Classification of Independent Contractors

Using an independent contractor, rather than a traditional employee, can provide many tax advantages. For example, classifying a worker as an independent contractor removes the requirements of overtime pay, unemployment compensation, and other employee benefits. Independent contractors also free a business from payroll tax liability, as well as the task of withholding income taxes and the worker’s share of payroll taxes.

The significant advantages of using an independent contractor create strict IRS guidelines for classification. Misclassifying what the IRS considers a regular employee as an independent contractor can hit your business with back taxes, interest, and penalties.

What is an Independent Contractor?

Generally, independent contractors are classified by the IRS by whether a business has the following:

A short-term relationship with the contractor.

Independent contractors are to be hired for a discrete project, whereas employees are to be hired indefinitely. If a worker serves a key business function, they are very likely to be classified as employees.

Little behavioral control over the contractor’s services.

The greater control the company has over the tasks a worker completes, the more likely they are to be an employee rather than an independent contractor. One key factor is the amount of training and evaluation of a worker’s performance the company has. Another consideration is the extent to which a company oversees work. This might include instruction on where and when to do work, what tools and equipment to use, whom to hire, where to purchase materials and so on.

A low level of financial control over the contractor.

An independent contractor will usually be paid a flat fee for their services, while an employee is paid by the hour, week, or other time increment. Independent contractors will usually provide their own equipment or facilities, incur unreimbursed business expenses, and market their services to other customers.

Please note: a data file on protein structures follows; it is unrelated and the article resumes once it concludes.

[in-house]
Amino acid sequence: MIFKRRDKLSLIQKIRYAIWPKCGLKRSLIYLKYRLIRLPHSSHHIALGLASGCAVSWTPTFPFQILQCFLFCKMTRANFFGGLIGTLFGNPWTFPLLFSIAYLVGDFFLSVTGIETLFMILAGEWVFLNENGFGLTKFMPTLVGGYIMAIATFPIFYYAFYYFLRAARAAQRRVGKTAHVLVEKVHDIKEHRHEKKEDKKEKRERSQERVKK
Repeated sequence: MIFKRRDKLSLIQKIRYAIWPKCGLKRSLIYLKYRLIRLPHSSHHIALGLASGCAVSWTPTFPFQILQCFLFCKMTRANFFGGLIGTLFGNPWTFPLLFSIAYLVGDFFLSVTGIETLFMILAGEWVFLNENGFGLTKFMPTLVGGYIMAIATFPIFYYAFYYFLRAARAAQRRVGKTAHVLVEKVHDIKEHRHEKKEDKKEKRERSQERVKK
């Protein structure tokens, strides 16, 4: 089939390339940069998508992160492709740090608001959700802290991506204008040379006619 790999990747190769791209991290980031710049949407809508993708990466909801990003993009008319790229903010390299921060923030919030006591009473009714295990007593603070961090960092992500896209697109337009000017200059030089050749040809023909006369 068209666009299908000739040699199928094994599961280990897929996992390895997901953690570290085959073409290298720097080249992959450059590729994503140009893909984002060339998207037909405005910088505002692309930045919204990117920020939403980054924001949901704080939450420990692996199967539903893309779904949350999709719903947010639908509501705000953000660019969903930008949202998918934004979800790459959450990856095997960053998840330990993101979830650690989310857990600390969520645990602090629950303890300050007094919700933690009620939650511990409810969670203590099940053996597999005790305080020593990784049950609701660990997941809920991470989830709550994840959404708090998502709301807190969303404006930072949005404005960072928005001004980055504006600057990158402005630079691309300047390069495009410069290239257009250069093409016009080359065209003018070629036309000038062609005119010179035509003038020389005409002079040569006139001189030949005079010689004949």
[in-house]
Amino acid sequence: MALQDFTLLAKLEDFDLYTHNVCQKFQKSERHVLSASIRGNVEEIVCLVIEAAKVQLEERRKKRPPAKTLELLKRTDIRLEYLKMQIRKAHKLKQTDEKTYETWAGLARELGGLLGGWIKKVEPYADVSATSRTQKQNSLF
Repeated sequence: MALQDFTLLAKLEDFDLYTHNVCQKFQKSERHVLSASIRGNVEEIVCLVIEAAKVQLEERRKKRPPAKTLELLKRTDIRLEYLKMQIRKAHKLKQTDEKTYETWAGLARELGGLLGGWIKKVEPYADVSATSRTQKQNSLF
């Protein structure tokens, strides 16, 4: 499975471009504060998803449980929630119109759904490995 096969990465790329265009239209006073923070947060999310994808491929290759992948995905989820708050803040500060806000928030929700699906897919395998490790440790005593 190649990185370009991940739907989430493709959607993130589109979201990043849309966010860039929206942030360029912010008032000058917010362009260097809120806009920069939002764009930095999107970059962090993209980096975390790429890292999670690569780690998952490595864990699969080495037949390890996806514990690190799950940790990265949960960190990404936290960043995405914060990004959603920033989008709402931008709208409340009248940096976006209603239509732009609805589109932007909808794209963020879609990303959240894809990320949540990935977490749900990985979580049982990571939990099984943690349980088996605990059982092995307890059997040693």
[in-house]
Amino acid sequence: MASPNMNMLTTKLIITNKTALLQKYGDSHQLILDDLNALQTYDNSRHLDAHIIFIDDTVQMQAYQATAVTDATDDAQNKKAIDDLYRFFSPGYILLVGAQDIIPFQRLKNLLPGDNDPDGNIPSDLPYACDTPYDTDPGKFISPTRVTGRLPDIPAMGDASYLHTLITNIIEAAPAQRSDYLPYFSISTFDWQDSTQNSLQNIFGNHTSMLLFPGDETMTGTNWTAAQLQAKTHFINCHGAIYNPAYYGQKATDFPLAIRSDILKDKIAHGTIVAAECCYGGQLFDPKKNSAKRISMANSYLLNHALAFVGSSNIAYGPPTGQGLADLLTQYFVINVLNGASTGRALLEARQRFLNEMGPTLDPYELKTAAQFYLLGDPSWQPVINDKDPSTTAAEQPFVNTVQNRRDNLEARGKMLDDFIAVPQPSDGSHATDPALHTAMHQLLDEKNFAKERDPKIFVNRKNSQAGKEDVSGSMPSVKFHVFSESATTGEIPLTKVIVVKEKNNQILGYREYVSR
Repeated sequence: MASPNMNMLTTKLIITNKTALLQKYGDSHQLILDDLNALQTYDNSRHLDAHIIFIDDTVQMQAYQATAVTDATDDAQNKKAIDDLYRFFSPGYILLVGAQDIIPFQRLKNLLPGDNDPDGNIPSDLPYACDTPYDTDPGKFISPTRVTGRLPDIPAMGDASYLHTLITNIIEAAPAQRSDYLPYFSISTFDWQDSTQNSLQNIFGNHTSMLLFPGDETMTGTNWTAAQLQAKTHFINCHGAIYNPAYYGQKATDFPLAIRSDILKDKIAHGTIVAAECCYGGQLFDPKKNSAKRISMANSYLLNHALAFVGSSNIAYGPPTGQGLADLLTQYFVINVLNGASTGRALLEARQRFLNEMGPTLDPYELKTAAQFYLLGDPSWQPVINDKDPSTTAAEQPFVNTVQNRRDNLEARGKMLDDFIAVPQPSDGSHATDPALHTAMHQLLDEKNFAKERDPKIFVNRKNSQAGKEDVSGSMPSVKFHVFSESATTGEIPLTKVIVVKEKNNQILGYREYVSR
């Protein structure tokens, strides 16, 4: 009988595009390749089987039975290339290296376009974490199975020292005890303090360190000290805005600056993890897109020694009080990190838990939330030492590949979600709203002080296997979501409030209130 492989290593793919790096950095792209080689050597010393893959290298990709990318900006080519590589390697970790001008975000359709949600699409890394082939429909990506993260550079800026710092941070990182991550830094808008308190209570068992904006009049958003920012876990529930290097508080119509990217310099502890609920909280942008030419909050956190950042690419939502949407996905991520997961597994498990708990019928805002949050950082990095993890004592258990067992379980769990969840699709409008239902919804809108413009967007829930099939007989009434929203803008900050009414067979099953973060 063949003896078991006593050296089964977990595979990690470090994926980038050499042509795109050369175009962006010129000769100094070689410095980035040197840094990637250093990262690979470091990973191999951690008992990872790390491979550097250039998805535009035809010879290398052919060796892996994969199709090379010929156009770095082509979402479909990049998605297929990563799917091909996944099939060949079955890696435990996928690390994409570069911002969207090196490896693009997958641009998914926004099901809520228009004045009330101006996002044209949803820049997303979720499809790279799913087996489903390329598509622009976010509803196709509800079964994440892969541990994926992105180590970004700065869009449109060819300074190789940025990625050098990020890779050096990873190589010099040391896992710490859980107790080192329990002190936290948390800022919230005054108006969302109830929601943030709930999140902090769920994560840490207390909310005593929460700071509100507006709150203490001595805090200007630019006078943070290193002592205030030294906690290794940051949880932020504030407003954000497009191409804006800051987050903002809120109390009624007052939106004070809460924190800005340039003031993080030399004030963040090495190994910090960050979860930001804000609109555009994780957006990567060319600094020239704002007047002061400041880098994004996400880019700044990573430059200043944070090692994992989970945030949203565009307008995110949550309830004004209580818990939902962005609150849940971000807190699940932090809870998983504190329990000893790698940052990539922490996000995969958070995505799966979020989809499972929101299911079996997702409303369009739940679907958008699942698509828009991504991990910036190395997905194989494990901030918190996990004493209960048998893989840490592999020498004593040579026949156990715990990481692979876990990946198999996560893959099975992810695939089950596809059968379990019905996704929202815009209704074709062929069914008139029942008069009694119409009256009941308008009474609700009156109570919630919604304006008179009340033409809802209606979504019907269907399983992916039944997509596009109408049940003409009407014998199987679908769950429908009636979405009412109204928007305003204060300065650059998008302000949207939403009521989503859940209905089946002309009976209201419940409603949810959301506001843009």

Classifying your workers

It is important to take the entire relationship with a worker into account when reviewing whether they are an employee or an independent contractor. There are several strategies to ensure your workers are classified correctly.

First, err on the side of caution. If you are unsure how to classify a worker, you should probably make them an employee. This may lose some tax benefits, but it will eliminate the risk of an IRS reclassification.

Second, ensure all relationships with independent contractors are in compliance with IRS requirements. For example, you may need to reduce your behavioral control by allowing workers to set their own hours or work from home.

It is worth considering using an outside employee-leasing company.  Workers that are leased from these firms are employees of the leasing company, which takes responsibility for taxes, benefits, and other employer obligations out of your hands.

Misclassifying a worker can carry with it many negative consequences. Taxes, interest, and penalties are some of the most obvious but not the only consequences in play. Your business could also be liable for employee benefits that should have been provided previously but were not.  Careful classification can ensure that independent contractor status for your workers is approved by the IRS. If you have any questions about independent contractor classification, we can help. Contact us at 949-860-9902 or click here, and we will contact you.

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